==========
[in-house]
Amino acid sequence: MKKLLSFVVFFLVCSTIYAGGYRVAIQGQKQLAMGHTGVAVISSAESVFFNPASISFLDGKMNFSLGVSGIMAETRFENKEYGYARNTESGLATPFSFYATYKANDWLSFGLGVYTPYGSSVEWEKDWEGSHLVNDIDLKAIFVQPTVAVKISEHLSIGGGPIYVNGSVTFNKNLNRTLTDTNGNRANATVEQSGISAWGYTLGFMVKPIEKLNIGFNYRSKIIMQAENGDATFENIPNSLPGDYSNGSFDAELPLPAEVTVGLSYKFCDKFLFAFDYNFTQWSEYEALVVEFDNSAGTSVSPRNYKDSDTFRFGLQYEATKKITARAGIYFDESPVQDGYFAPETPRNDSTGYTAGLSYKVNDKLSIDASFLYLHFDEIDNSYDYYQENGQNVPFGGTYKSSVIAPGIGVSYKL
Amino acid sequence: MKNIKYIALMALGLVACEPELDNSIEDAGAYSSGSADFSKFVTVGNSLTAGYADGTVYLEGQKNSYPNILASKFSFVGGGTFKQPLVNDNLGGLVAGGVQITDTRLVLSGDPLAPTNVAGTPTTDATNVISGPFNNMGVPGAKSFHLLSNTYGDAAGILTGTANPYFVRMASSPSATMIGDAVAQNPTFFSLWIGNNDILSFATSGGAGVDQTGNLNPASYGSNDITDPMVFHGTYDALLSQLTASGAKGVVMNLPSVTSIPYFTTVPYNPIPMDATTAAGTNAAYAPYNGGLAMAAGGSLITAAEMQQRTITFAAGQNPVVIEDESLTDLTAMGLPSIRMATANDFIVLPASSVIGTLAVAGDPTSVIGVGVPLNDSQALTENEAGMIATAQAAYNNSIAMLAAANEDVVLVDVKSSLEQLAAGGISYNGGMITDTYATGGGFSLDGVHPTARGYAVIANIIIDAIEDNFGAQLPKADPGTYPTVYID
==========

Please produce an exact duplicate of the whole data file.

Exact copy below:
[in-house]
Amino acid sequence: MKKLLSFVVFFLVCSTIYAGGYRVAIQGQKQLAMGHTGVAVISSAESVFFNPASISFLDGKMNFSLGVSGIMAETRFENKEYGYARNTESGLATPFSFYATYKANDWLSFGLGVYTPYGSSVEWEKDWEGSHLVNDIDLKAIFVQPTVAVKISEHLSIGGGPIYVNGSVTFNKNLNRTLTDTNGNRANATVEQSGISAWGYTLGFMVKPIEKLNIGFNYRSKIIMQAENGDATFENIPNSLPGDYSNGSFDAELPLPAEVTVGLSYKFCDKFLFAFDYNFTQWSEYEALVVEFDNSAGTSVSPRNYKDSDTFRFGLQYEATKKITARAGIYFDESPVQDGYFAPETPRNDSTGYTAGLSYKVNDKLSIDASFLYLHFDEIDNSYDYYQENGQNVPFGGTYKSSVIAPGIGVSYKL
Amino acid sequence: MKNIKYIALMALGLVACEPELDNSIEDAGAYSSGSADFSKFVTVGNSLTAGYADGTVYLEGQKNSYPNILASKFSFVGGGTFKQPLVNDNLGGLVAGGVQITDTRLVLSGDPLAPTNVAGTPTTDATNVISGPFNNMGVPGAKSFHLLSNTYGDAAGILTGTANPYFVRMASSPSATMIGDAVAQNPTFFSLWIGNNDILSFATSGGAGVDQTGNLNPASYGSNDITDPMVFHGTYDALLSQLTASGAKGVVMNLPSVTSIPYFTTVPYNPIPMDATTAAGTNAAYAPYNGGLAMAAGGSLITAAEMQQRTITFAAGQNPVVIEDESLTDLTAMGLPSIRMATANDFIVLPASSVIGTLAVAGDPTSVIGVGVPLNDSQALTENEAGMIATAQAAYNNSIAMLAAANEDVVLVDVKSSLEQLAAGGISYNGGMITDTYATGGGFSLDGVHPTARGYAVIANIIIDAIEDNFGAQLPKADPGTYPTVYID